Wow – this is very intense. I cannot think of a worse trial that one has to go through. And that is to lose someone you love. And yes, it is always bitter-sweet. You know that they are in Heaven, and you know that they are wrapped in the arms of Jesus and you know that they are far better where they are now. But the pain and the loss and the intense aching for them is what you know – in this world. Now.
Hubby and I too have had loss through miscarriage. I didn’t even know I was grieving because it was early in the pregnancy and I just though that it didn’t make any difference. And so I carried on as normal – until about six months later I completely broke down. That grief had sat there inside me until it had to come out. And we have experienced other kinds of loss. And loss hurts. I do not by any means want to undermine the loss through death. I merely want to point out that we do understand loss. And it hurts. And we handle it very differently. Hubby withdraws and I need some sort of affirmation that all will be okay – an affirmation that when hubby is grieving, he cannot give. And this can cause conflict. I need him to hold me and he needs to be alone.
When I read A Good Girls’ Guide to Sex, Sheila Wray Gregoire speaks about the night her son died. She says that it was the early hours of the morning, and she and her husband got home and climbed into bed. They started comforting each other by simply lying in each other’s arms. And that led to some cuddling and kissing, which led to them making love.
How beautiful is that?
That story from Sheila Wray Gregoire has really stood out to me. Imagine life’s loss bringing you and your spouse together? Imagine being able to create love in the darkest of places that you can go through as a person. Imagine being able to create love when loss threatens to tear you apart. I can’t imagine it – hubby and I build walls up, hide behind our walls and when we’re ready to deal with it, we come out and then talk or email through what we need to before we can come together again as man and wife.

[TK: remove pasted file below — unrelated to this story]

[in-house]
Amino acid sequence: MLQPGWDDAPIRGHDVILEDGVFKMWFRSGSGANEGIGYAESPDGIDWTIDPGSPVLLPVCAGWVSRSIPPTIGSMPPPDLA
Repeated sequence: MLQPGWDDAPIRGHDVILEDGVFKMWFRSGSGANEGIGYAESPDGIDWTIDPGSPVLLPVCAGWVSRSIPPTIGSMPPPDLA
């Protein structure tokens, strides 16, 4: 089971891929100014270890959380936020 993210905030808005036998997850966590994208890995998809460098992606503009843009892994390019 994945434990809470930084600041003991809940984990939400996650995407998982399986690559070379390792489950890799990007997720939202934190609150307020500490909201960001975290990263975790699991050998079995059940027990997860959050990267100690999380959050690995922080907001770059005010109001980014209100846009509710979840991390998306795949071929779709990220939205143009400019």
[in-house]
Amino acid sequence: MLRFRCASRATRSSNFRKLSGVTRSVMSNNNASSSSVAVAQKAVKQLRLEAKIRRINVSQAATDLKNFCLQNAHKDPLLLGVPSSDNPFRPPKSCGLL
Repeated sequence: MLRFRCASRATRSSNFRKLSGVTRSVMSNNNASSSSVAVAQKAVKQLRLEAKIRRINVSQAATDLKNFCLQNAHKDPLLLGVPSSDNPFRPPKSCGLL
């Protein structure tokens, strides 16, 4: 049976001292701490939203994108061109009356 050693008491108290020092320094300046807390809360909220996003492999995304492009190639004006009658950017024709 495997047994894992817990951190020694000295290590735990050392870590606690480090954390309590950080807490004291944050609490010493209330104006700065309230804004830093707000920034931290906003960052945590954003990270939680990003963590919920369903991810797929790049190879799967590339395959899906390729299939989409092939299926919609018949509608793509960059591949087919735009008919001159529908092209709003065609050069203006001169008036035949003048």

And that is a dangerous (although normal) way to deal with grief and loss, because if not handled very carefully, you may find yourself (or your hubby) staying behind those walls.
He heals the brokenhearted and binds up their wounds. (Psalm 147:3)
We have seen some marriages break up because they don’t know how to deal with the grief…together. It is not an easy process but it takes being intentional in effort, being aware that the loss affected both of you, and not letting your faith wane. It is during this time, you both need the Lord more than ever as well as each other. For me, the Lord reminded me in my heart that my husband grieved as deeply as me and then he showed me how to love and be there for him. The Word promises that the God of all comfort comforts us in our affliction so that we may be able to comfort those who are in any affliction. (2 Corinthians 1:3-4) He did that for me and I was able to live with and love my husband through our grief. Reference here.
Remember, it is no-one’s fault – sometimes life just isn’t fair. Show your spouse some grace. And accept the grace that they show you. It is hard on both of you. And just take it one step at a time – you can’t rush healing.
And be careful your thoughts – be intentional about thinking good thoughts towards your spouse. Do not let bitterness and resentment take root.